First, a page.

Libor scandal trial: All six defendants cleared after sixth broker acquitted by jury, as case is branded a "shambles"

Hayley Kirton
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Today's verdict follows the acquittal of five ex-brokers yesterday (Source: Getty)

Former ICAP broker Darrell Read has been acquitted of accusations related to manipulating the London Interbank Offered Rate (Libor), as the decision to bring the case was slammed.

Yesterday, the jury acquitted five other ex-brokers and determined that Read was not guilty on one count of charges against him, although it was yet to reach a decision on a second count.

The brokers who were acquitted yesterday were Colin Goodman and Danny Wilkinson, both former Icap workers; Noel Cryan, formerly of Tullett Prebon; and Terry Farr and James Gilmour, who both worked for RP Martin.

The jury initially retired to consider its verdict on Tuesday.

The trial was brought as a result of an investigation by the Serious Fraud Office (SFO), which alleged that the six men had conspired with ex-trader Tom Hayes to manipulate Libor.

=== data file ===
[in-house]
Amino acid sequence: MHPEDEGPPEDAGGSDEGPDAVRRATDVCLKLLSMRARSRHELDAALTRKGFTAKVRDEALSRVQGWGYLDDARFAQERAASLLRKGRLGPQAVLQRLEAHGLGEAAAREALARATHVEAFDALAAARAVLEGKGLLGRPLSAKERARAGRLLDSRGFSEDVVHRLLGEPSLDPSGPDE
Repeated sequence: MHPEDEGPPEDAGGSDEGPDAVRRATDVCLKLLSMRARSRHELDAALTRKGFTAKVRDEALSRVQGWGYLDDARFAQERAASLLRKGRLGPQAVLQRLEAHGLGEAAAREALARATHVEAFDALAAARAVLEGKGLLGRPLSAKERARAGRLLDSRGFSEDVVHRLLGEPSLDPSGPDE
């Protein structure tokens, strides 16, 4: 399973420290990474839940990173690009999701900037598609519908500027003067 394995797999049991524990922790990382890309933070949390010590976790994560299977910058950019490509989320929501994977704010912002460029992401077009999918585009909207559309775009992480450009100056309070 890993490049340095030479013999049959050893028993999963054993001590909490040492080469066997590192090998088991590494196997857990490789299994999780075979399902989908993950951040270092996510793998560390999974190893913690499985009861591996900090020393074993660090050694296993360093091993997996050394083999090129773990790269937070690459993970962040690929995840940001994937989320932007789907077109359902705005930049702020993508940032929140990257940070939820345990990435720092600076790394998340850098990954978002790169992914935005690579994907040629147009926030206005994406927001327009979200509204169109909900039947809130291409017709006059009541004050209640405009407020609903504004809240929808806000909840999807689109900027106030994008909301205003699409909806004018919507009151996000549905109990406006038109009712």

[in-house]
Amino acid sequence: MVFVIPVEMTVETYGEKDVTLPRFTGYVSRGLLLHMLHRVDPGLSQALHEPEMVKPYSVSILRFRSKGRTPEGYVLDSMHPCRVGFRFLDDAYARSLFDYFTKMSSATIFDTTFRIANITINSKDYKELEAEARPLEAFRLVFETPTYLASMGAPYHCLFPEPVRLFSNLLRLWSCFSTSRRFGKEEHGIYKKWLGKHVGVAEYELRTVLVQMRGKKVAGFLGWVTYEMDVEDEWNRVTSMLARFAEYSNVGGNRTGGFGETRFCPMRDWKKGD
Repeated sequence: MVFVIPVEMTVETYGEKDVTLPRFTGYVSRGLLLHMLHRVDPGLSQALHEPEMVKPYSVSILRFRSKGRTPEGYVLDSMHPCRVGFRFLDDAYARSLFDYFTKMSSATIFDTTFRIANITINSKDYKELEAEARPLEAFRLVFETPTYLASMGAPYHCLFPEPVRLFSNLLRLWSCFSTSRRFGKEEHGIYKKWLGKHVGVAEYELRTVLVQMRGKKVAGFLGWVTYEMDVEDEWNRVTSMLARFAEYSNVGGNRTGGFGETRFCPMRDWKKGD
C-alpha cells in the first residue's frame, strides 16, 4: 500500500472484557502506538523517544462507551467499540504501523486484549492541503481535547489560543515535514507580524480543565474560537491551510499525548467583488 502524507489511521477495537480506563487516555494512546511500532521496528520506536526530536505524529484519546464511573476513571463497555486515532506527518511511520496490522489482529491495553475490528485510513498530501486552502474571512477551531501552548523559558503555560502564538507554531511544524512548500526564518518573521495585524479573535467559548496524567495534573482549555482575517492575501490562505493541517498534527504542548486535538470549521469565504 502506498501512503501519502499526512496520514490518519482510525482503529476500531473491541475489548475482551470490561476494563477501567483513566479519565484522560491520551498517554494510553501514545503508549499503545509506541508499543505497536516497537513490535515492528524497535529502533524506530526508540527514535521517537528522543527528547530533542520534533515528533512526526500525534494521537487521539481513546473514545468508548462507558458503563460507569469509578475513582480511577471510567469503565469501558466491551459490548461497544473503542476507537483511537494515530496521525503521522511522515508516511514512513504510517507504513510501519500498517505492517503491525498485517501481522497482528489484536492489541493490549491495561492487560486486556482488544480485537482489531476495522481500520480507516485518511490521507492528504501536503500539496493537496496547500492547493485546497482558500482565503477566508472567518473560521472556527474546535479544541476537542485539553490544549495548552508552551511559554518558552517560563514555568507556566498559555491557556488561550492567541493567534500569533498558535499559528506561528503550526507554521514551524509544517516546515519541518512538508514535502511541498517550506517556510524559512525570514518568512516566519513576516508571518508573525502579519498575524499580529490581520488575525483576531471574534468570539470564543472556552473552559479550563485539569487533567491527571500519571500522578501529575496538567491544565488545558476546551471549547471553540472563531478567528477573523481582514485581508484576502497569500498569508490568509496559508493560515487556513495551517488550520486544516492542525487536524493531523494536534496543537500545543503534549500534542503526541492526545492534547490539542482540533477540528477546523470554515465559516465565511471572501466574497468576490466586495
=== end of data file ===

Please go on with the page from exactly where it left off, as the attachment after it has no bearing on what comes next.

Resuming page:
Hayes, who used to work at UBS and Citigroup, was convicted last August, although his prison sentence was subsequently reduced from 14 years to 11 on appeal.

According to the Press Association, Goodman's solicitor issued a statement yesterday stating: "We can only reiterate what his counsel told the jury, that the SFO case was a complete shambles and should never have been brought."

However, responding to the jury's decision yesterday, David Green, director of the SFO, defended the decision to try the case, remarking:

The key issue in this trial was whether these defendants were party to a dishonest agreement with Tom Hayes. By their verdicts the jury have said that they could not be sure that this was the case. Nobody could sensibly suggest that these charges should not have been brought and considered by a jury.

Meanwhile, law firm Bark & Co yesterday issued a statement on behalf of their client Cryan that said he was "delighted" with the verdict, and continued: "Mr Cryan is relieved finally to be able to put this matter behind him, and looks forward to being able to get on with his life after two years with this hanging over his head."

The case was heard at London's Southwark Crown Court by Mr Justice Hamblen, and the trial formally started almost four months ago, in October of last year.

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